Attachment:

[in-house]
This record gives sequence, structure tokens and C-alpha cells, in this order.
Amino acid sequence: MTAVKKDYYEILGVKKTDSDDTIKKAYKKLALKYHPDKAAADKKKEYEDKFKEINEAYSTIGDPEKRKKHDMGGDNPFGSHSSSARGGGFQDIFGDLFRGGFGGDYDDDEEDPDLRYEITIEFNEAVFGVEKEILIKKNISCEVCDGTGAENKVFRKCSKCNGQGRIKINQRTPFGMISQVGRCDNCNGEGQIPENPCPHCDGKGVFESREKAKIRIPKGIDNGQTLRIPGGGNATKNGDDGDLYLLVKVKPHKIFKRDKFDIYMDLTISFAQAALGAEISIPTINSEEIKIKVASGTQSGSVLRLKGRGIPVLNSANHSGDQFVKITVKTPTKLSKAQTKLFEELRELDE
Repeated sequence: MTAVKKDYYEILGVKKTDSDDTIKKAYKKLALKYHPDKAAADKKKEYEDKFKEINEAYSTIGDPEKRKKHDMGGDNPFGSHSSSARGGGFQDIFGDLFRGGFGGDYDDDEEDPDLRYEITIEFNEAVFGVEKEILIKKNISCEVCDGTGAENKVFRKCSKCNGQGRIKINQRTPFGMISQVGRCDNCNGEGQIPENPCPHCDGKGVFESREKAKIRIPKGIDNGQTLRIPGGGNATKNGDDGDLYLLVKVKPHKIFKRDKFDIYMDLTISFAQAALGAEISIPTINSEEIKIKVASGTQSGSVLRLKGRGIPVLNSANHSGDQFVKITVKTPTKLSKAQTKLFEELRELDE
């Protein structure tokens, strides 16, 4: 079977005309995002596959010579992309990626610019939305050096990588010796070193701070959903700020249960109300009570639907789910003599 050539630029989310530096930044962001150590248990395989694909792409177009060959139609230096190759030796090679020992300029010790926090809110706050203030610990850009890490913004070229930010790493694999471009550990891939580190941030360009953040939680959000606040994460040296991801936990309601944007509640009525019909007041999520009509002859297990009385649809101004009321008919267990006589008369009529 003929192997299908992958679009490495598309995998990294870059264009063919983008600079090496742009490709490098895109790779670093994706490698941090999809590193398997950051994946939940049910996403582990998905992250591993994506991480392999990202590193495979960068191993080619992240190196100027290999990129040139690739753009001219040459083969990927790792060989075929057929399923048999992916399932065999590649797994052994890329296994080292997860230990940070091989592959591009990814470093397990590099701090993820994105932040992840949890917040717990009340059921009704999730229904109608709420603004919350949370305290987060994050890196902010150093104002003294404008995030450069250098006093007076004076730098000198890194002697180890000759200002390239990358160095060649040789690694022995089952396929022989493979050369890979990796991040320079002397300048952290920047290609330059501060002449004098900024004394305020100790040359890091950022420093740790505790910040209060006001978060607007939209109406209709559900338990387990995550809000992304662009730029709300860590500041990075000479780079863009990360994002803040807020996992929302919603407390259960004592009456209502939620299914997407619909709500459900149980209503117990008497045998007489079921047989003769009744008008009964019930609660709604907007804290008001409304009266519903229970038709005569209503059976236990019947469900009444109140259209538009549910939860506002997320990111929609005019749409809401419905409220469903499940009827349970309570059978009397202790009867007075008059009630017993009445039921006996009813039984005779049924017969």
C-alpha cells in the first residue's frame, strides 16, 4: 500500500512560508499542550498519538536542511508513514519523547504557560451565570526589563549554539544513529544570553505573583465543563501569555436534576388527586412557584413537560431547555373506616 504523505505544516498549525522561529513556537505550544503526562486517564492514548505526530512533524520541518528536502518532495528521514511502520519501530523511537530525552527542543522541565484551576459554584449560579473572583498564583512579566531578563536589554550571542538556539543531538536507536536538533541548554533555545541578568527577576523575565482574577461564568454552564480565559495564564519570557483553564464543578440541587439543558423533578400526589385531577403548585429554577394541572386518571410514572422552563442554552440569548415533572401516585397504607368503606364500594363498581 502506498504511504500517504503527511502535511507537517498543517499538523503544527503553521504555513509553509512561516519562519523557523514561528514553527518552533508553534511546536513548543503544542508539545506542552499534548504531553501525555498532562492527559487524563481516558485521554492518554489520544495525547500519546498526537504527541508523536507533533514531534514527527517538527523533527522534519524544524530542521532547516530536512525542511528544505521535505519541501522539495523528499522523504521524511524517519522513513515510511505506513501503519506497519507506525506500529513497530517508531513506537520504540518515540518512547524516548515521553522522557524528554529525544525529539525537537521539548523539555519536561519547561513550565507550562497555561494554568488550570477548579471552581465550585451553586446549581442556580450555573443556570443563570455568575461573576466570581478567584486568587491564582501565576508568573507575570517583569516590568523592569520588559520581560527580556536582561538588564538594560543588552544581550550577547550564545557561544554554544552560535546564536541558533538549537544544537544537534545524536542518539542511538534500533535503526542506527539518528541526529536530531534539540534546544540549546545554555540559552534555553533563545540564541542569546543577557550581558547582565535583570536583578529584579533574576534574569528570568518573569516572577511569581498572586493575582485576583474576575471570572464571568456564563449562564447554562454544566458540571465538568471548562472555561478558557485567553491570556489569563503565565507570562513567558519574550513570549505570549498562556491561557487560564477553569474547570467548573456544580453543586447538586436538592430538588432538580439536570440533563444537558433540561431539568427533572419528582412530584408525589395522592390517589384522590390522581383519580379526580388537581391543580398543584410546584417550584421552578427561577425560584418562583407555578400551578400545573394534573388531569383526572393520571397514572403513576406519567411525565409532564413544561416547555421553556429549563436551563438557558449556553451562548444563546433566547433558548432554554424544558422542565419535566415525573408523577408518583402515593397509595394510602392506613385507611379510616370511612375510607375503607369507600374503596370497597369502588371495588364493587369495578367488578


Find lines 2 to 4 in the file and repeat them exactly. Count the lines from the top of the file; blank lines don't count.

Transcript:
This record gives sequence, structure tokens and C-alpha cells, in this order.
Amino acid sequence: MTAVKKDYYEILGVKKTDSDDTIKKAYKKLALKYHPDKAAADKKKEYEDKFKEINEAYSTIGDPEKRKKHDMGGDNPFGSHSSSARGGGFQDIFGDLFRGGFGGDYDDDEEDPDLRYEITIEFNEAVFGVEKEILIKKNISCEVCDGTGAENKVFRKCSKCNGQGRIKINQRTPFGMISQVGRCDNCNGEGQIPENPCPHCDGKGVFESREKAKIRIPKGIDNGQTLRIPGGGNATKNGDDGDLYLLVKVKPHKIFKRDKFDIYMDLTISFAQAALGAEISIPTINSEEIKIKVASGTQSGSVLRLKGRGIPVLNSANHSGDQFVKITVKTPTKLSKAQTKLFEELRELDE
Repeated sequence: MTAVKKDYYEILGVKKTDSDDTIKKAYKKLALKYHPDKAAADKKKEYEDKFKEINEAYSTIGDPEKRKKHDMGGDNPFGSHSSSARGGGFQDIFGDLFRGGFGGDYDDDEEDPDLRYEITIEFNEAVFGVEKEILIKKNISCEVCDGTGAENKVFRKCSKCNGQGRIKINQRTPFGMISQVGRCDNCNGEGQIPENPCPHCDGKGVFESREKAKIRIPKGIDNGQTLRIPGGGNATKNGDDGDLYLLVKVKPHKIFKRDKFDIYMDLTISFAQAALGAEISIPTINSEEIKIKVASGTQSGSVLRLKGRGIPVLNSANHSGDQFVKITVKTPTKLSKAQTKLFEELRELDE